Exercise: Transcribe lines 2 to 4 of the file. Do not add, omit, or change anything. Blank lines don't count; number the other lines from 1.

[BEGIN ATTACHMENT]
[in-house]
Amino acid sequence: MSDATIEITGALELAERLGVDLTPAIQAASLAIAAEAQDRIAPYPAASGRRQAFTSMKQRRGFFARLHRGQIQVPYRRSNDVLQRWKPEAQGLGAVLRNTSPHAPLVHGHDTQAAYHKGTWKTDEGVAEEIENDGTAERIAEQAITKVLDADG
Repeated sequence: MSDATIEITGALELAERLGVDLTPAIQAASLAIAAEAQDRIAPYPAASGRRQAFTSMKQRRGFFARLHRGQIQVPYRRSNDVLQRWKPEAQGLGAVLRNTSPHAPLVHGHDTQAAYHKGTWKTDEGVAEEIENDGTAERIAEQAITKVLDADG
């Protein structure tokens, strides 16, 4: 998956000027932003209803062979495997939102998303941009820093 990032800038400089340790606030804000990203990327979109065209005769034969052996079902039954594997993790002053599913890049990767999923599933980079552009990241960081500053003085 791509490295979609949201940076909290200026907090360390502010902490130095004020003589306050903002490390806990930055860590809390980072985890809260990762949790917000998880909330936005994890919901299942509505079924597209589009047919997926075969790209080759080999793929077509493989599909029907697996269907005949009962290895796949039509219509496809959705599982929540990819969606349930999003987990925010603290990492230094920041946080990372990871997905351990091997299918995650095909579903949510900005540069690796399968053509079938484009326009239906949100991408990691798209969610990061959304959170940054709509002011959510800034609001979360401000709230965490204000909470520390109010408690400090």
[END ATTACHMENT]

Amino acid sequence: MSDATIEITGALELAERLGVDLTPAIQAASLAIAAEAQDRIAPYPAASGRRQAFTSMKQRRGFFARLHRGQIQVPYRRSNDVLQRWKPEAQGLGAVLRNTSPHAPLVHGHDTQAAYHKGTWKTDEGVAEEIENDGTAERIAEQAITKVLDADG
Repeated sequence: MSDATIEITGALELAERLGVDLTPAIQAASLAIAAEAQDRIAPYPAASGRRQAFTSMKQRRGFFARLHRGQIQVPYRRSNDVLQRWKPEAQGLGAVLRNTSPHAPLVHGHDTQAAYHKGTWKTDEGVAEEIENDGTAERIAEQAITKVLDADG
């Protein structure tokens, strides 16, 4: 998956000027932003209803062979495997939102998303941009820093 990032800038400089340790606030804000990203990327979109065209005769034969052996079902039954594997993790002053599913890049990767999923599933980079552009990241960081500053003085 791509490295979609949201940076909290200026907090360390502010902490130095004020003589306050903002490390806990930055860590809390980072985890809260990762949790917000998880909330936005994890919901299942509505079924597209589009047919997926075969790209080759080999793929077509493989599909029907697996269907005949009962290895796949039509219509496809959705599982929540990819969606349930999003987990925010603290990492230094920041946080990372990871997905351990091997299918995650095909579903949510900005540069690796399968053509079938484009326009239906949100991408990691798209969610990061959304959170940054709509002011959510800034609001979360401000709230965490204000909470520390109010408690400090």